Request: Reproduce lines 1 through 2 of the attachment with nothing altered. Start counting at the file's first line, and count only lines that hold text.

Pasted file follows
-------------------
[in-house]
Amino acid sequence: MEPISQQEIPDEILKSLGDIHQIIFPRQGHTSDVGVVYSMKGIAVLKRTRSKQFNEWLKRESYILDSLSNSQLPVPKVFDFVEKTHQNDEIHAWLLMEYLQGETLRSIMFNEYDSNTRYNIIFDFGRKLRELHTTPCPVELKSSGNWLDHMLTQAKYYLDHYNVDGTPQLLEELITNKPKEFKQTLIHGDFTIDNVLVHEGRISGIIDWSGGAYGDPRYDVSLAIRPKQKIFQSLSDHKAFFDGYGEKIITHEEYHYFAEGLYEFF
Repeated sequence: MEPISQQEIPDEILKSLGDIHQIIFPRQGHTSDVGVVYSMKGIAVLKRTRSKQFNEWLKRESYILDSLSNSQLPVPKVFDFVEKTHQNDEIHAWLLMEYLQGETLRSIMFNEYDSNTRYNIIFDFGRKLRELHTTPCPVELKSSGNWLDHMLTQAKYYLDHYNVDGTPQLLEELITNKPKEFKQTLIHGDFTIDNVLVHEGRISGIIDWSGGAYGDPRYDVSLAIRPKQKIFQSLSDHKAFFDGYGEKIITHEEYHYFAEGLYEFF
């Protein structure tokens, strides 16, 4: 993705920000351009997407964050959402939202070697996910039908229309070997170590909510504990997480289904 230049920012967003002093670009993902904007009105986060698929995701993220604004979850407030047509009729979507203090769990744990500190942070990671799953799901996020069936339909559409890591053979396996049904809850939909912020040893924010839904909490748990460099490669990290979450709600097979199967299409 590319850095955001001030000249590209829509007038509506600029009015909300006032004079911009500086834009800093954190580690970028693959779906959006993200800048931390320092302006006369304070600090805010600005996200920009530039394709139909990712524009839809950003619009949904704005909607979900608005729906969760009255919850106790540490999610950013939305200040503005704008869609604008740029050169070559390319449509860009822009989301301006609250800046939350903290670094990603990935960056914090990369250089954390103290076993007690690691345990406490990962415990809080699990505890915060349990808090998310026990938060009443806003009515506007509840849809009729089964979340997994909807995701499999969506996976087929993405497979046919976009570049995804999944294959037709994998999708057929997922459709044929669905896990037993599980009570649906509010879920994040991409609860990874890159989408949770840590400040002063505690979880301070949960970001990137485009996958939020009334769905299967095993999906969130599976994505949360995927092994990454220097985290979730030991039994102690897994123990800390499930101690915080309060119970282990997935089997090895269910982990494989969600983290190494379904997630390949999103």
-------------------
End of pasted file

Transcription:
[in-house]
Amino acid sequence: MEPISQQEIPDEILKSLGDIHQIIFPRQGHTSDVGVVYSMKGIAVLKRTRSKQFNEWLKRESYILDSLSNSQLPVPKVFDFVEKTHQNDEIHAWLLMEYLQGETLRSIMFNEYDSNTRYNIIFDFGRKLRELHTTPCPVELKSSGNWLDHMLTQAKYYLDHYNVDGTPQLLEELITNKPKEFKQTLIHGDFTIDNVLVHEGRISGIIDWSGGAYGDPRYDVSLAIRPKQKIFQSLSDHKAFFDGYGEKIITHEEYHYFAEGLYEFF